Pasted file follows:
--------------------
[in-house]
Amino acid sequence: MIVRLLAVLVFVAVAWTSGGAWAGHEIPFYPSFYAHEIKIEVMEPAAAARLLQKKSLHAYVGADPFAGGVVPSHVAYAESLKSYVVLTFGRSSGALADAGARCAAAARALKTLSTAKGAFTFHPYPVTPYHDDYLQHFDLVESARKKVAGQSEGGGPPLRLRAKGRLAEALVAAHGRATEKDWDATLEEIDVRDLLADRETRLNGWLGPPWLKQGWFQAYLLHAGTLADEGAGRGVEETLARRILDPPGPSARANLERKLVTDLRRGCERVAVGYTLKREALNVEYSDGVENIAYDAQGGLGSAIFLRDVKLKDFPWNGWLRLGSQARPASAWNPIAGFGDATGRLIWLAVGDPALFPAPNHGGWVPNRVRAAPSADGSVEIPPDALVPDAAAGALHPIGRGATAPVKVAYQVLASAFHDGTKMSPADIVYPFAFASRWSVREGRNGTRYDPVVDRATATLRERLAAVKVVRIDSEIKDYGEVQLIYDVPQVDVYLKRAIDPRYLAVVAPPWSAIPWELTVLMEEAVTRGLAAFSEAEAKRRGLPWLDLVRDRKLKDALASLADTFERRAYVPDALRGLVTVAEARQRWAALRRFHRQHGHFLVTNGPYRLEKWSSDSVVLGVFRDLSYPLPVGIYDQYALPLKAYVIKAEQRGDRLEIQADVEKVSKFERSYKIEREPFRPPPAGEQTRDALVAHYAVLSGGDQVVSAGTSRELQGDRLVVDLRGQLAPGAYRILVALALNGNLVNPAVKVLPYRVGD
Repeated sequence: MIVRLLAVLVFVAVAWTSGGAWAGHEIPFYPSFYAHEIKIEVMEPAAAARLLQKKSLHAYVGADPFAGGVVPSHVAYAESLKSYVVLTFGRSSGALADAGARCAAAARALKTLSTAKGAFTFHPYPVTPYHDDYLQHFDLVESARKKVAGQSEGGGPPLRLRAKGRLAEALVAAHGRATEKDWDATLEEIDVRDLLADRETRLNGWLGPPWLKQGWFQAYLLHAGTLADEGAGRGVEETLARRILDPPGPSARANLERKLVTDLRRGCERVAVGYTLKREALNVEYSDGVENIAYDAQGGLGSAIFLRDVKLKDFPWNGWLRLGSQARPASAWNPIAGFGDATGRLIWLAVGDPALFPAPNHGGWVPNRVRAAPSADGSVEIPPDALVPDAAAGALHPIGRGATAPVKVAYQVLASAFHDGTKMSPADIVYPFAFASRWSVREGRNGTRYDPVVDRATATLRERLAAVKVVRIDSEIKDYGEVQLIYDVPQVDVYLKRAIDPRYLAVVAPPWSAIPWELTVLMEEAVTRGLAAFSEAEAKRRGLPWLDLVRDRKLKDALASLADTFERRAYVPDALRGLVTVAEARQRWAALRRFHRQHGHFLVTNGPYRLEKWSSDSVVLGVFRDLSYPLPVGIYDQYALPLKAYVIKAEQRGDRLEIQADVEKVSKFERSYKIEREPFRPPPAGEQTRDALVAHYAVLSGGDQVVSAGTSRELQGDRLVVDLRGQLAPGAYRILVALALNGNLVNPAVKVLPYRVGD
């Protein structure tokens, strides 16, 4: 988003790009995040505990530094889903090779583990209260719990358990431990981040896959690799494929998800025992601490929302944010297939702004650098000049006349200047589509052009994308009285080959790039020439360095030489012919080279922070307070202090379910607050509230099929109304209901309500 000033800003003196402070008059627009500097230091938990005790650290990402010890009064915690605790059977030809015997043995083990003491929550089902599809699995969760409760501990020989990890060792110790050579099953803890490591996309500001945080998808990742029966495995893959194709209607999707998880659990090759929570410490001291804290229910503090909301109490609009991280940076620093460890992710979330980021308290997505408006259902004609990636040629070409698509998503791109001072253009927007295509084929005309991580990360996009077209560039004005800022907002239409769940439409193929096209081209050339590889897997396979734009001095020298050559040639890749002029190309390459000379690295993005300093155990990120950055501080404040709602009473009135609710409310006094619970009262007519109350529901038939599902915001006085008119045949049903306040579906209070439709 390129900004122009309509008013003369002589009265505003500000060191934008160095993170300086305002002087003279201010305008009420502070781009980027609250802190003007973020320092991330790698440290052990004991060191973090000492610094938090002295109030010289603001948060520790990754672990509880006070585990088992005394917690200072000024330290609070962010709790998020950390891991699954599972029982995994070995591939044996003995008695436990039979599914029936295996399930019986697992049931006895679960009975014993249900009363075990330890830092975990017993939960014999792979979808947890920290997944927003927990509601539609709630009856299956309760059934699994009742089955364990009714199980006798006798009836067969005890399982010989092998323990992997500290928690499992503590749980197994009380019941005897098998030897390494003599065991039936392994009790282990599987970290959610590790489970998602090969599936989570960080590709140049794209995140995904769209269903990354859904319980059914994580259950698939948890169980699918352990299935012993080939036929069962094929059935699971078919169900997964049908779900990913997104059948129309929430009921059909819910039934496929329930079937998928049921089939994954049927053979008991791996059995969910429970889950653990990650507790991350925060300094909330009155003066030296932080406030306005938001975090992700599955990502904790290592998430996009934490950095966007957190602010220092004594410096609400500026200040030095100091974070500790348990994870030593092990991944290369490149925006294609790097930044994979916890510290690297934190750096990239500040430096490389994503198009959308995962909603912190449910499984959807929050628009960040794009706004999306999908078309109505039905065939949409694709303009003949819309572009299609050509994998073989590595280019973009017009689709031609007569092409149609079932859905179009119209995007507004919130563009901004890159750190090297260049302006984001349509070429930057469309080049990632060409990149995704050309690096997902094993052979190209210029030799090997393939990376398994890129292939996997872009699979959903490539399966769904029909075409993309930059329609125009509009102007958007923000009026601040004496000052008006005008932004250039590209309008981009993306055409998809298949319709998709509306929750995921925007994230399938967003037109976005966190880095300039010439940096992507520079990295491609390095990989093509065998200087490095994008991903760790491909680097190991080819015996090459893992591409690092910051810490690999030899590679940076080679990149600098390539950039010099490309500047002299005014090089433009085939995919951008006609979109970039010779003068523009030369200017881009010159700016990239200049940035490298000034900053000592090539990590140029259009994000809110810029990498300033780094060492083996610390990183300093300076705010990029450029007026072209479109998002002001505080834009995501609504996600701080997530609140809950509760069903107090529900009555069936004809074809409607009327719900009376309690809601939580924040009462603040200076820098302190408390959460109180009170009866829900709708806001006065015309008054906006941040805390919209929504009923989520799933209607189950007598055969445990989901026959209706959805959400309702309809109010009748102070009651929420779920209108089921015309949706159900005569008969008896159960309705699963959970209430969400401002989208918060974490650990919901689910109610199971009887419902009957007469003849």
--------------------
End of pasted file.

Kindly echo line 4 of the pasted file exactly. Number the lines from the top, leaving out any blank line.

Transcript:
């Protein structure tokens, strides 16, 4: 988003790009995040505990530094889903090779583990209260719990358990431990981040896959690799494929998800025992601490929302944010297939702004650098000049006349200047589509052009994308009285080959790039020439360095030489012919080279922070307070202090379910607050509230099929109304209901309500 000033800003003196402070008059627009500097230091938990005790650290990402010890009064915690605790059977030809015997043995083990003491929550089902599809699995969760409760501990020989990890060792110790050579099953803890490591996309500001945080998808990742029966495995893959194709209607999707998880659990090759929570410490001291804290229910503090909301109490609009991280940076620093460890992710979330980021308290997505408006259902004609990636040629070409698509998503791109001072253009927007295509084929005309991580990360996009077209560039004005800022907002239409769940439409193929096209081209050339590889897997396979734009001095020298050559040639890749002029190309390459000379690295993005300093155990990120950055501080404040709602009473009135609710409310006094619970009262007519109350529901038939599902915001006085008119045949049903306040579906209070439709 390129900004122009309509008013003369002589009265505003500000060191934008160095993170300086305002002087003279201010305008009420502070781009980027609250802190003007973020320092991330790698440290052990004991060191973090000492610094938090002295109030010289603001948060520790990754672990509880006070585990088992005394917690200072000024330290609070962010709790998020950390891991699954599972029982995994070995591939044996003995008695436990039979599914029936295996399930019986697992049931006895679960009975014993249900009363075990330890830092975990017993939960014999792979979808947890920290997944927003927990509601539609709630009856299956309760059934699994009742089955364990009714199980006798006798009836067969005890399982010989092998323990992997500290928690499992503590749980197994009380019941005897098998030897390494003599065991039936392994009790282990599987970290959610590790489970998602090969599936989570960080590709140049794209995140995904769209269903990354859904319980059914994580259950698939948890169980699918352990299935012993080939036929069962094929059935699971078919169900997964049908779900990913997104059948129309929430009921059909819910039934496929329930079937998928049921089939994954049927053979008991791996059995969910429970889950653990990650507790991350925060300094909330009155003066030296932080406030306005938001975090992700599955990502904790290592998430996009934490950095966007957190602010220092004594410096609400500026200040030095100091974070500790348990994870030593092990991944290369490149925006294609790097930044994979916890510290690297934190750096990239500040430096490389994503198009959308995962909603912190449910499984959807929050628009960040794009706004999306999908078309109505039905065939949409694709303009003949819309572009299609050509994998073989590595280019973009017009689709031609007569092409149609079932859905179009119209995007507004919130563009901004890159750190090297260049302006984001349509070429930057469309080049990632060409990149995704050309690096997902094993052979190209210029030799090997393939990376398994890129292939996997872009699979959903490539399966769904029909075409993309930059329609125009509009102007958007923000009026601040004496000052008006005008932004250039590209309008981009993306055409998809298949319709998709509306929750995921925007994230399938967003037109976005966190880095300039010439940096992507520079990295491609390095990989093509065998200087490095994008991903760790491909680097190991080819015996090459893992591409690092910051810490690999030899590679940076080679990149600098390539950039010099490309500047002299005014090089433009085939995919951008006609979109970039010779003068523009030369200017881009010159700016990239200049940035490298000034900053000592090539990590140029259009994000809110810029990498300033780094060492083996610390990183300093300076705010990029450029007026072209479109998002002001505080834009995501609504996600701080997530609140809950509760069903107090529900009555069936004809074809409607009327719900009376309690809601939580924040009462603040200076820098302190408390959460109180009170009866829900709708806001006065015309008054906006941040805390919209929504009923989520799933209607189950007598055969445990989901026959209706959805959400309702309809109010009748102070009651929420779920209108089921015309949706159900005569008969008896159960309705699963959970209430969400401002989208918060974490650990919901689910109610199971009887419902009957007469003849």